Tuesday, 29 December 2009

Play.com - but don't try and email us

Beatles mania
It is sad to already have another example of companies making the lives of their customers more difficult. This time it is Play.com, the online shopping site (that began as just a games and DVD shop).

I have only recently got an Xbox 360. As someone who is concerned about the environment I was annoyed to find that the default controllers are not rechargeable unless you spend another £15 on a rechargeable battery pack. So the default is wasteful and environmentally harmful batteries - shame on you, Microsoft. I got round this by using only wired controllers, and getting one of the rechargeable battery packs for the one wireless controller.

I had the game Beatles Rock Band, and wanted a guitar controller, so I ordered a 'Rock Band: The Beatles - Rickenbacker 325 Guitar Controller' from Play.com for £39.99. My plan was to use that rechargeable battery pack for this guitar too. I looked around online, but neither the Play site nor other sites said there would be a problem with using the rechargeable battery pack with this guitar.

However it arrived just now, and guess what? It only uses normal batteries, and is incompatible with Xbox 360 rechargeable battery packs. I think it is ridiculous that an Xbox 360 peripheral is not compatible with a basic piece of Xbox 360 kit like a battery pack. As such this guitar is now useless to me. I wish I had gone for the X-Plorer Wired Guitar Controller (my nephew got one from Amazon for £26.99 recently). No battery waste, no recharge issues, good long cable, responsive and reliable = no problems.

So the next step would be to arrange a return of this unused piece of kit with Play.com. At this point the inevitable clash with Crappy Customer Service began. I followed the returns process on their site, but when it came to the step of selecting the item to return, I couldn't - as the screenshot below shows, the guitar was still 'in process' (i.e. not sent yet according to the Play.com internal systems) - even though I had the device in my house! So the system wouldn't let me return it.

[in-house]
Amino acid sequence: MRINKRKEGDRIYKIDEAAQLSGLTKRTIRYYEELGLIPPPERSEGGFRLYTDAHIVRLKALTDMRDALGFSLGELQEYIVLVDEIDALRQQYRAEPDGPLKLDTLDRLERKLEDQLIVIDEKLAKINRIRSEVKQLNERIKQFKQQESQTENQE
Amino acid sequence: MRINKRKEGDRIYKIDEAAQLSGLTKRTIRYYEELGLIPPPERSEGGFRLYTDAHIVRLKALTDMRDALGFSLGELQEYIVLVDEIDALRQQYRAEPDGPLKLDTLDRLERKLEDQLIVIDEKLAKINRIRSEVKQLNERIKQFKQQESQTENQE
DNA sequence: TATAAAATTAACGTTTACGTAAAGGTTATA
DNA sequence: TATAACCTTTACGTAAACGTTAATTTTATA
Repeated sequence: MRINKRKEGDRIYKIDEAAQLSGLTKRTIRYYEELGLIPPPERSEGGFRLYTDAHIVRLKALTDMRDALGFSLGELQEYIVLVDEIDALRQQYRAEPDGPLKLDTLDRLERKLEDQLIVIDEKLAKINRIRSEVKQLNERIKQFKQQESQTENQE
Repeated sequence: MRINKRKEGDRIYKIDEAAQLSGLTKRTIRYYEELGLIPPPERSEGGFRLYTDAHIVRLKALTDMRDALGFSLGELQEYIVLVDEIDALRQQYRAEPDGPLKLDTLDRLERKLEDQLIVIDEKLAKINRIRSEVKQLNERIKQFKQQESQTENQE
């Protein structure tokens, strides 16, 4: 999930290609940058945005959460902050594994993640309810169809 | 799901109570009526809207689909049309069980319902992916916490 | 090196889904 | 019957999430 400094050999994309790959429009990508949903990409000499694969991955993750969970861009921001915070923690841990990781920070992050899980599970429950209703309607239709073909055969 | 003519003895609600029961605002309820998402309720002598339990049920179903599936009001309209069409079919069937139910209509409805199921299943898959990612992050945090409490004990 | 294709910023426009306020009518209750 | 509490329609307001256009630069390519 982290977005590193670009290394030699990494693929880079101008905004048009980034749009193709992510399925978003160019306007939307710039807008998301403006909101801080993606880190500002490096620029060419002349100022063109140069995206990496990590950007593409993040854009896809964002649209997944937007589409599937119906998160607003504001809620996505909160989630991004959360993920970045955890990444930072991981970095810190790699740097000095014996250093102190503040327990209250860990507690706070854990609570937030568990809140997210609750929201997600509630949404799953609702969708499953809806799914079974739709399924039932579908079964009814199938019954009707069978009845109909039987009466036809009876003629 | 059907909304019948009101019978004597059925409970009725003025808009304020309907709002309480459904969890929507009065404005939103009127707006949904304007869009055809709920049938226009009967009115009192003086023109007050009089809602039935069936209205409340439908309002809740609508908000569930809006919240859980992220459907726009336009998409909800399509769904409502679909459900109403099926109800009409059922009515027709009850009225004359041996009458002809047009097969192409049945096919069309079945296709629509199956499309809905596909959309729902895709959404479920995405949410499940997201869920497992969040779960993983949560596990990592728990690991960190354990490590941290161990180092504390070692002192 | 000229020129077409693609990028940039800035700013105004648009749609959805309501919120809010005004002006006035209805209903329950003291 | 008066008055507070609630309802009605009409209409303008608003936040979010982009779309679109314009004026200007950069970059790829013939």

NB Still in processing, therefore no red button to return it.

"Help - I need somebody!"
At this point it was necessary to contact someone at Play.com. All their help buttons lead to this page. It has 97 links on. Guess what? Not one of them is a 'contact us' link, or includes an email address for support. Again, this is a company making it as difficult as possible to email someone to resolve an issue.

I decided that I had to resort to reporting this as a technical fault - on their form for this I typed: "There is no 'contact us' link anywhere on the site. I want to contact someone." But even that didn't work - see screenshots below!

The 'technical support' form.

The result fo filling it in. If only companies would just provide a reliable email address, rather than relying on buggy forms. In the last year I have encountered at least 15 online forms that failed to work. Also online forms don't automatically give the sender a copy of what they said, unlike email. "Hey, companies - please let your customers use an email address!" It isn't rocket science.

"Do You Want to Know a Secret?"
A lot of this problem stems from the fact that the descriptions of products on sites like Play.com, Amazon etc are so poor. Do you want to know the extent of the description of this guitar on Play.com? It is:

"John Lennon's signature Rickenbacker 325 wireless guitar controller for use with 'Rock Band: The Beatles'. Compatible with all Rock Band titles."